If you buy and sell a business for the same valuation multiple (e.g. 10x PE or 8% dividend yield), then your return from owning the stock equals the sum of a dividend yield and the growth of that dividend. In the case of Altria now, it is a 6.5% dividend yield and about 5-6% annual growth, which equals 11.5-12.5% total shareholder return, significantly less than the 20% annualised return achieved since October 2019.

Despite this, I prefer to keep Altria's position for now. The two key drivers for such decisions are:

  1. Company’s ability to pass on inflation
  2. Alternative opportunities to switch from Altria

Selling the stock now and paying a capital gain tax would leave me with cash that will lose its purchasing power over time. If I reinvest it into another business, I have to make sure it generates better returns. Returns have to be high enough to compensate me for the tax I would pay after selling my Altria position.

Inflation hedge?

As for inflation, in theory, Altria has a good chance to pass the rising inflation to consumers due to its 50% market share, strong margins, low capital intensity and a very loyal consumer base. However, it is not going to be easy. Consumer income was boosted by a one-off COVID-related support programme in the US. Lower mobility also reduced options for consumer spending and indirectly benefited tobacco consumption.

The big question is whether now, faced with the rising cost of living, especially fuel prices, consumers would maintain their spending on tobacco or whether they would cut back.

WSJ has recently published an article arguing that inflation will negatively impact tobacco companies. Most smokers are in a low-income category and are more sensitive to rising fuel prices than wealthier groups. Besides, 60% of cigarettes are sold at fuel stations. Higher prices at the pump discourage impulse spending in gas station convenience stores. Even if total tobacco consumption does not fall too much because of inflation, consumers could trade down, which would negatively impact sales of premium brands like Marlboro (Altria) with a consequent impact on the bottom line (Marlboro is a higher margin product than discount cigarettes).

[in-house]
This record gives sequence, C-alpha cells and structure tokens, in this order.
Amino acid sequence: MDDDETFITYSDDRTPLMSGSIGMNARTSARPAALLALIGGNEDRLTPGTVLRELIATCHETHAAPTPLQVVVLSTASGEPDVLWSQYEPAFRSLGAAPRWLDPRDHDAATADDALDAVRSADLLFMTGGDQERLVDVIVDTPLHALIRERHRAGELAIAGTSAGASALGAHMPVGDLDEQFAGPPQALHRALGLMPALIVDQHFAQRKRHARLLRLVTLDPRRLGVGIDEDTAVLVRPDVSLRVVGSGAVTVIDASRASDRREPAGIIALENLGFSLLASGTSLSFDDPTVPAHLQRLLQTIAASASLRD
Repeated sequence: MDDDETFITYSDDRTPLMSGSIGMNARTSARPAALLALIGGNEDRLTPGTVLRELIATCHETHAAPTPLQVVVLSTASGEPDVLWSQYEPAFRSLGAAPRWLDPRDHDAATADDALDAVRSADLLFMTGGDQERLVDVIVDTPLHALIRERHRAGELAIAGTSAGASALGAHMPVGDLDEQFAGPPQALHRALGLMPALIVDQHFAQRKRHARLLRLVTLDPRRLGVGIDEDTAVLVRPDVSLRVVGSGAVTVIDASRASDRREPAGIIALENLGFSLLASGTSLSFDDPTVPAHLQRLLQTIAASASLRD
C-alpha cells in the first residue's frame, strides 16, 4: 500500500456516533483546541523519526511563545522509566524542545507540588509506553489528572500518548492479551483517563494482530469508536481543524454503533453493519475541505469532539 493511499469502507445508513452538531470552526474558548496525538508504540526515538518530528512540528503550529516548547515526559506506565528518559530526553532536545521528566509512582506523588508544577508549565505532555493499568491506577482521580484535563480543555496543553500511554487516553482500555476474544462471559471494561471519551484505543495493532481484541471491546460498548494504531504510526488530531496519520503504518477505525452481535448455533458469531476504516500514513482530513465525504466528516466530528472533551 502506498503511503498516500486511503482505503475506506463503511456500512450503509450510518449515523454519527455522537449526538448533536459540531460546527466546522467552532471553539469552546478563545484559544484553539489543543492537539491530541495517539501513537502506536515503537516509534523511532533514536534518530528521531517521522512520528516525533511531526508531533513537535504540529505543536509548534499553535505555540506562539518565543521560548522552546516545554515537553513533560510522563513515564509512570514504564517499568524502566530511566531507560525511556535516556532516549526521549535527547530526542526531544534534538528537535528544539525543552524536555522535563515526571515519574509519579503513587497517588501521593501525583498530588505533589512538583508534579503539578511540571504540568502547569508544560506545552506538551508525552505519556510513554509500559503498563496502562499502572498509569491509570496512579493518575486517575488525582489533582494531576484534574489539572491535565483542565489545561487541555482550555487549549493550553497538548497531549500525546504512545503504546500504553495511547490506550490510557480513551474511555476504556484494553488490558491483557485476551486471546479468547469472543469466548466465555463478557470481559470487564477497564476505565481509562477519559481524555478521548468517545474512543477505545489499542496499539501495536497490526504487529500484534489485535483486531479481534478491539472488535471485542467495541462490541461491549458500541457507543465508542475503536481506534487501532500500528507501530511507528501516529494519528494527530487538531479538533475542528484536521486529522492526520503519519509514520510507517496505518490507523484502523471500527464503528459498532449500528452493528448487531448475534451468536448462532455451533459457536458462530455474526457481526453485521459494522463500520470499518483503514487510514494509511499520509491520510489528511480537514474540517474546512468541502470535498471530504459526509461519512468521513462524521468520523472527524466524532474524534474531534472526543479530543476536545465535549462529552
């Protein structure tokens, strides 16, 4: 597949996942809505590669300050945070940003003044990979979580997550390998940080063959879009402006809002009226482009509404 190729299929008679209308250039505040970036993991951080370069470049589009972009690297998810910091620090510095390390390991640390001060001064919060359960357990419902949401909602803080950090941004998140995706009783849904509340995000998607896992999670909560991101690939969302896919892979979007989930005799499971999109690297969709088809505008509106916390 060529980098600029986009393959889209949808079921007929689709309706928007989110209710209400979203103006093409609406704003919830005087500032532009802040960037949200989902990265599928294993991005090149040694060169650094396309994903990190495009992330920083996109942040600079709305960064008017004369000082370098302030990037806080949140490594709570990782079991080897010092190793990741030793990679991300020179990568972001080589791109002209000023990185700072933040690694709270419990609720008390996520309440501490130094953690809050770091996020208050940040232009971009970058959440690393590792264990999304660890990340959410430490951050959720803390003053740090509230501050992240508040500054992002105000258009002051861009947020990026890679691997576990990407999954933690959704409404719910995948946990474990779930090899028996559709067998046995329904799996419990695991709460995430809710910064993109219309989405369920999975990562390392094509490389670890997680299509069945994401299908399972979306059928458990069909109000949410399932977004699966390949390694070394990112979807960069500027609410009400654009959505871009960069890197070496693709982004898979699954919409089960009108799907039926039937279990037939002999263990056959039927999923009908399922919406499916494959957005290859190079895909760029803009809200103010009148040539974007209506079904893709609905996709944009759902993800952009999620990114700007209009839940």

The company is scheduled to publish its first-quarter results on 28 April, and I am keen to see what impact inflation will have on its performance.

Notably, the management of Altria has already seen some negative impact from inflation earlier this year. This means that the guidance they provided (4-7% EPS growth in 2022) should reflect some inflationary pressure and a high base effect of 2020-2021. The risk, of course, is that inflation has significantly accelerated after the call with the rising energy prices, which management could not have fully anticipated. I will view it positively if they deliver growth at the lower end of the guidance range. The company has some leeway with regard to R&D and marketing expenses, so perhaps in a weaker macro environment, they could adjust their spending plans.

This is what the CEO, Billy Gifford, said at the latest earnings call on 27 January 2022:

“Now, as we start seeing some of those [economic] pressures put pressure or decrease the discretionary spend of some of our consumers, you see the more price-sensitive adult smokers moving back to discount brands, and I think that would be expected. We believe that the current share of discount brands is at the high end of historical norms. Still, we do expect quarterly fluctuations in share to continue until the economy begins to stabilise from the pandemic."